Automatic Tools for Mapping Between Ontologies
A Project in the
Agent communication will eventually require the ability for two or more agents to connect together even though they were not explicitly designed to connect together. There are several facets to this problem, but the hardest part is translating from the data structures of one agent to the data structures of another. We assume that the idea of connecting two agents has been proposed by some other entity, such as a "matchmaker." We also assume that the provider of the agent has specified the content of its inputs and outputs using DAML, the DARPA Agent Markup Language. This project is developing ways to ensure that the messages these agents exchange are meaningful to each, by translating between their published DAML ontologies, and planning tools that can use DAML service descriptions to compose sequences of messages that accomplish user goals.
Details of approach to translation:
There are two phases in the process of connecting agents:
Once the two content specifications are in the same notation, there remains the task of translating individual instances of the output of one agent to corresponding instances of the input of the other. For example, if the first agent supplies tuples giving (mutual-fund, total-dividends, tax-exempt-dividends), and the second wants a tuple (mutual-fund, taxable-dividends), then we must apply the function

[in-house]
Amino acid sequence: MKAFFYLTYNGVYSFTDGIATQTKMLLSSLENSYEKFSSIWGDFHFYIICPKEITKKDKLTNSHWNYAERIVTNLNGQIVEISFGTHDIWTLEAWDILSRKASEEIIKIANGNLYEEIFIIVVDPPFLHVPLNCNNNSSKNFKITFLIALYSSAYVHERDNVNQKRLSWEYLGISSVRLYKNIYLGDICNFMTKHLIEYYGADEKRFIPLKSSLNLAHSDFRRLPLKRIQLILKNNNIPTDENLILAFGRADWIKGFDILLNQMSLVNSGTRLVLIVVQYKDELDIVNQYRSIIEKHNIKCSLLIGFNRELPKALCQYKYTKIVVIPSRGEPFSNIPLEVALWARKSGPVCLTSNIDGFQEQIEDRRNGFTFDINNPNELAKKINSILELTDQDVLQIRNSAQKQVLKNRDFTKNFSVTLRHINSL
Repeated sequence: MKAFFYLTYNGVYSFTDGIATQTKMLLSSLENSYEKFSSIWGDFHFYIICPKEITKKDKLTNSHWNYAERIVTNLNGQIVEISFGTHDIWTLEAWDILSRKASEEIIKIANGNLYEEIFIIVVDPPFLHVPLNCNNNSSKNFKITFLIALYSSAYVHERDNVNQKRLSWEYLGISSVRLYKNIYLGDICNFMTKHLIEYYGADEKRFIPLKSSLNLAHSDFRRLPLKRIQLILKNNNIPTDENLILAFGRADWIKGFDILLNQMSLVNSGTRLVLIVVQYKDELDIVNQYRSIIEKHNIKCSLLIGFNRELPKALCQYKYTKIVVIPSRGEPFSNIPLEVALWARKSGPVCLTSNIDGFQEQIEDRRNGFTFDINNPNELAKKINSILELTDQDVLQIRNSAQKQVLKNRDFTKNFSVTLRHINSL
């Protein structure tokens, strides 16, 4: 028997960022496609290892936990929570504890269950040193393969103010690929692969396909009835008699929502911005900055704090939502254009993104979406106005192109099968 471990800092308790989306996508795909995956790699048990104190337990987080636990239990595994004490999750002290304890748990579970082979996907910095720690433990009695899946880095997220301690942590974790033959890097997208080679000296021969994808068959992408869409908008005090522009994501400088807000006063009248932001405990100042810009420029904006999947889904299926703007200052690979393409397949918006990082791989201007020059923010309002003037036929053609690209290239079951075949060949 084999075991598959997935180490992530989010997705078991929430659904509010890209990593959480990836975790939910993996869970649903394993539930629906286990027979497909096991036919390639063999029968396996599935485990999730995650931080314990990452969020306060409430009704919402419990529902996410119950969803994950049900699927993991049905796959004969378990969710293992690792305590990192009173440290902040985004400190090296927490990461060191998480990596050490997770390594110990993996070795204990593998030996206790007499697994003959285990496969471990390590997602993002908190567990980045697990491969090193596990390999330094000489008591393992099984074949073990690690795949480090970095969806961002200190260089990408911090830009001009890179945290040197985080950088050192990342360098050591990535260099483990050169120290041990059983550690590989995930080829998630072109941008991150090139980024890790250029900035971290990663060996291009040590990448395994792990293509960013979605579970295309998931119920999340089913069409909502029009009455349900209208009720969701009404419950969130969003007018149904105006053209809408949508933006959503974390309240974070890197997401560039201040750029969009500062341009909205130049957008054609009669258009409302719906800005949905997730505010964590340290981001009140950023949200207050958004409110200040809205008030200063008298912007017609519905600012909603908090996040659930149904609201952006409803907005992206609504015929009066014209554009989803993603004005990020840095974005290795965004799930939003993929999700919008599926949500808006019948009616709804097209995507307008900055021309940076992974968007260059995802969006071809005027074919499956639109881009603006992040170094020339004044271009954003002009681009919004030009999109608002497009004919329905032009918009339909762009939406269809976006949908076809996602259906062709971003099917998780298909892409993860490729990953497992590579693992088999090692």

(lambda (m, d, x) (m, d-x))
(map F (map (lambda (m) (m, tax_ex(taxpayer, m, year) + taxable(taxpayer, m, year), tax_ex(taxpayer, m, year))) (mutual-funds taxpayer)))
(map (lambda (m) (m, taxable(taxpayer,m,year))) (mutual-funds taxpayer))
We use a heuristic search to transform the right-hand side of the equation
until the answer is available by inspection.
The latest version of the DRS Guide , an RDF encoding that generalizes the Owl Rules Language (SWRL). Formalized by the DRS OWL Ontology.
Sample DAML Ontologies